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My situation is the following:

I am writing a toolbox that generates two libraries. The first (A) has all the functions and data-types and can be used in a pure C++ application; the second (B) is an interface to MATLAB. A pure C++ program would be compiled with

g++ $(FLAGS) C.cpp $(MOREFLAGS) -lA

while a MATLAB program would be compiled with B linked after A, i.e.

mex $(FLAGS) C.cpp $(MOREFLAGS) -lA -lB

Now, I would like use a function pointer (myexit) to call std::exit() for pure C++ applications and mex_exit() (which calls mexErrMsgTxt()) for MATLAB applications. Following a tutorial on function pointers, I've written something like the snippets below (everything is actually within a namespace, but I have suppressed this for brevity).

#ifndef __A
#define __A
extern void (*myexit)(int);
#ifdef mex_h /* defined in mex.h */
#include "B.hpp"
#endif /* mex_h */
#endif /* __A */

#include "A.hpp"
void (*myexit)(int) = &std::exit;

#ifndef __B
#define __B
#include <mex.h>
#include "A.hpp"
void mex_exit(int);
#endif /* __B */

#include <mex.h>
#include "A.hpp"
void mex_exit(int err) {mexPrintf("Error code %d\n",err); mexErrMsgTxt("...");}
//void (*myexit)(int) = &mex_exit; // <- I want a line like this to override the line in A.cpp

What I have above seems to work for pure C++ code and I find that I can get the right behaviour for MATLAB code if I include the line myexit = &mex_exit; in C.cpp, however, I want this behaviour simply from having #include <mex.h> and #include "A.hpp" in C.cpp and linking to B (i.e. it shouldn't be the user's responsibility to include this line).

Is this possible? If so, then how?

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up vote 3 down vote accepted

In library B, add a static constructor to set myexit:

// Consider putting this into a namespace
extern void (*myexit)(int);

// anonymous namespace to avoid name collisions
namespace {
class StaticInit {
  StaticInit() {
    myexit = mex_exit;
} static_init_obj;

Then link library B to depend on library A:

gcc -o libB.so -shared -lA -lmatlab b.o

Because libB depends on libA, libA static constructors will be invoked before libB static constructors, so ordering isn't a problem. The StaticInit constructor will be invoked during program startup (before main()), and set myexit for you.

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OK, that works well, thanks. – Brett Ryland Jul 27 '11 at 15:27
Actually, there is one small problem... when I enable optimisation (mex -O as opposed to mex -g, which passes -O2 -DNDEBUG to g++), then it appears that static_init_obj is optimised away unless I put something like mexPrintf("Overriding exit function for MATLAB\n"); in the constructor, but this causes a fair amount of noise at the MATLAB prompt the first time a MEX file is loaded into MATLAB. Is there a better way to prevent static_init_obj from being optimised away? – Brett Ryland Jul 28 '11 at 8:42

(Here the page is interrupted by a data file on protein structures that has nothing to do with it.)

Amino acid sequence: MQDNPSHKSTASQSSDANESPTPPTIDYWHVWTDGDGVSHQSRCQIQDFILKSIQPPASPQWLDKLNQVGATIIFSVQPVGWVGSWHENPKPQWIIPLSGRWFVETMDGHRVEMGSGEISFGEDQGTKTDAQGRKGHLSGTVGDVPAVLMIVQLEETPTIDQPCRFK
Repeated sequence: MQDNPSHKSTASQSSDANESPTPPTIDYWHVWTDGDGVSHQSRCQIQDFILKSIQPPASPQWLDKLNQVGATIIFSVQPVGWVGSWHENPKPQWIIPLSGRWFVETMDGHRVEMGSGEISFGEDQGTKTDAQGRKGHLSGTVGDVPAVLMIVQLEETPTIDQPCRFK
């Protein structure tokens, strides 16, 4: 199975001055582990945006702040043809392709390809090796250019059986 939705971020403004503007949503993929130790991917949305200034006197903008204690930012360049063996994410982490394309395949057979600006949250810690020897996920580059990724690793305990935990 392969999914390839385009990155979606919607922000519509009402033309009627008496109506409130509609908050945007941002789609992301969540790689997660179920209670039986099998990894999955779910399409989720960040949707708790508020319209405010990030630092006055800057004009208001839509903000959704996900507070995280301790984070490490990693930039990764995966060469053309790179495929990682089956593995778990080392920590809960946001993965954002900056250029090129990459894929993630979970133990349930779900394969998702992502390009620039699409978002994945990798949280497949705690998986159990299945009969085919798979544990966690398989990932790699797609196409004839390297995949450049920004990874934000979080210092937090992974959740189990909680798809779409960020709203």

@Brett, this is a bug in your compiler; however, you could try calling a no-op function located in a different .cpp file – bdonlan Jul 28 '11 at 14:34

You could apply the GCC constructor function attribute to a function in B.cpp, which overwrites the value of myexit.

Not portable, of course.

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You can do this more portably by creating a class with a constructor that does the initialization, then creating a static instance of the class. The constructor attribute is only really needed for C. – bdonlan Jul 26 '11 at 17:10
@bdonlan: That's a good point. I hadn't registered that this was C++! – Oliver Charlesworth Jul 26 '11 at 17:17
@bdonlan: Actually, hang on. Can we guarantee that the static constructor will be invoked after myexit is initialised? – Oliver Charlesworth Jul 26 '11 at 17:18
If the library or executable containing the static constructor declares a dependency on the library with myexit, then yes. Incidentally, the same ordering issues apply with the function attribute as well. – bdonlan Jul 26 '11 at 17:22
@bdonlan: Are you saying there's a way to avoid the static initialization order fiasco? – Oliver Charlesworth Jul 26 '11 at 17:36

I'm not sure that it's possible to do what you're asking (portably, that is). Perhaps the best you can do is provide an init function in B that sets everything up for "Matlab mode", including changing the myexit function pointer. That way, the user is not aware of implementation details. The advantage with this approach is if later you need to add more initialization code, you can add it inside the init function without breaking the client's code.

I think it's a bad idea for a function pointer to be part of a library's API. You should provide a myexit function that invokes the function pointer on behalf of the user:

void myexit(int err) {myexit_fn_ptr(err);}

While you're at it, provide a cleanup function as part of your library API. This function is the counterpart to init and must be called by the client before the program exits so that the library may perform cleanup. Even if you currently don't have cleanup work to do, add an empty cleanup function to your API anyway so that you have a placeholder for the future.

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